Latest Coverage: Death of Kobe Bryant

Trump impeachment inquiry resumes Wednesday

WASHINGTON — Public hearings for the impeachment inquiry into President Donald Trump resume Wednesday on Capitol Hill.

Wednesday’s hearing begins at 7 a.m. PT, but you can join us beginning at 6:30 a.m. PT for a special, digital-only livestream that includes a breakdown of what you can expect to hear and see during the proceedings.

Democrats are accusing Trump of trading military aid to the Ukraine for their help in investigating his political rival Joe Biden.

Republicans are denouncing the impeachment inquiry as an effort to undo the results of the 2016 election. President Trump has repeatedly denied any wrongdoing.

After hearings held by the House Intelligence Committee, the Judiciary Committee will now hold a series of their own. Eventually, they will decide if the evidence they’ve gathered meets the standard for “Articles of Impeachment” and if the public will support them.

Focus of the hearing and witnesses

The hearing will focus on constitutional grounds for impeachment of a president with testimony from four experts in constitutional law. The witnesses are all law professors: Noah Feldman of Harvard Law School, Pamela S. Karlan of Stanford Law School, Michael Gerhardt of the University of North Carolina School of Law and Jonathan Turley of the George Washington University Law School.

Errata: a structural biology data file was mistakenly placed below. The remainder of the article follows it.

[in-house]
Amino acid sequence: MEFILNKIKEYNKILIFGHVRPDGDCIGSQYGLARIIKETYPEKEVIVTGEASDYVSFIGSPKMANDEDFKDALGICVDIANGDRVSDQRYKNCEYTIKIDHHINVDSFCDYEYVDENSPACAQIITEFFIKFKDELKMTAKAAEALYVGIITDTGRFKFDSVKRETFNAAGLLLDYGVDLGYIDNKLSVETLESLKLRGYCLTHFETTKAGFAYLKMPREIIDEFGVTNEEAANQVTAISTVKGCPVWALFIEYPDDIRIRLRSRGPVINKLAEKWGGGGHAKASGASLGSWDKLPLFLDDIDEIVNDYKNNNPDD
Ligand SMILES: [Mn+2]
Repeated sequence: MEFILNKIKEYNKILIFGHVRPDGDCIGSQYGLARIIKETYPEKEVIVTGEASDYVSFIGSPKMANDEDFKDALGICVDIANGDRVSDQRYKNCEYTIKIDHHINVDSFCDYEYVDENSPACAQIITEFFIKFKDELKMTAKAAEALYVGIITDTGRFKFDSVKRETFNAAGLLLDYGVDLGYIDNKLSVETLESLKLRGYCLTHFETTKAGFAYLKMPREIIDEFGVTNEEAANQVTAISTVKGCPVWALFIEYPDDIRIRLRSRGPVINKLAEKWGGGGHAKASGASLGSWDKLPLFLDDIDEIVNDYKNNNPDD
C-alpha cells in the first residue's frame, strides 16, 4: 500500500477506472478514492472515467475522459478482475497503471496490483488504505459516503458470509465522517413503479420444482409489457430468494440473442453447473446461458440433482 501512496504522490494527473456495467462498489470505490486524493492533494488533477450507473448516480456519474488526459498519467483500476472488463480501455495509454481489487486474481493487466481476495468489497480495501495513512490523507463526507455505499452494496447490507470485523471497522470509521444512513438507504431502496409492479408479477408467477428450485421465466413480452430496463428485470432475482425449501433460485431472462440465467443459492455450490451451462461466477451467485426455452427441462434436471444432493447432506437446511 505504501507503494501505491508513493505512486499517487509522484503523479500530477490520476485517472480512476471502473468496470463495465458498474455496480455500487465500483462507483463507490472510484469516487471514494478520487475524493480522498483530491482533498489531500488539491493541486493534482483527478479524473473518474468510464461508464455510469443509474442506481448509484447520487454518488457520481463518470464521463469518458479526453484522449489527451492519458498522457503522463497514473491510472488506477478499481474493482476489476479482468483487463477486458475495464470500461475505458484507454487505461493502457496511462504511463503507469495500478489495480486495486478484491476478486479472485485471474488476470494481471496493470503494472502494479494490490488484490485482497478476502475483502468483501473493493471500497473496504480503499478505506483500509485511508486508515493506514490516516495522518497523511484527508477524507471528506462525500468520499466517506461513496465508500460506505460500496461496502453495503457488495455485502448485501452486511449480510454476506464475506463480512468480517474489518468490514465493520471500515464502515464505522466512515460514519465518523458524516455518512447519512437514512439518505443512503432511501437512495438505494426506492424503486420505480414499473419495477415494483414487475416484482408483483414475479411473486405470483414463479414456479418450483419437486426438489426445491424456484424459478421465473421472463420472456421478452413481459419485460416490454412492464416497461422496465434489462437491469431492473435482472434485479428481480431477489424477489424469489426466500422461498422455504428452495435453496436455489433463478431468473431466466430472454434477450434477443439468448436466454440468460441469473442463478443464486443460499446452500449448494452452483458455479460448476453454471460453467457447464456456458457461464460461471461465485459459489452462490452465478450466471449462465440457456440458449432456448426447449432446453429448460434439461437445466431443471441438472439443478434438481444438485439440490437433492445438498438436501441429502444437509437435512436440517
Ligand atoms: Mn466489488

Hearing format

The committee’s chairman, Democratic Rep. Jerry Nadler of New York, and the top Republican on the panel, Rep. Doug Collins of Georgia, are expected to deliver opening statements at the start of the hearing.

The witnesses are expected to then be sworn in and have a chance to deliver their own opening statements.

Nadler and Collins will be able to question the witnesses for equal periods of time as determined by the chair for up to 45 minutes for each side. During these periods, the chair and the ranking member can yield to committee counsel to question witnesses if they choose.

After that, additional rounds of questioning by the chair and ranking member or staff counsel are possible. Then each lawmaker on the committee is expected to get five minutes to ask questions of the witnesses.

Notice: you are using an outdated browser. Microsoft does not recommend using IE as your default browser. Some features on this website, like video and images, might not work properly. For the best experience, please upgrade your browser.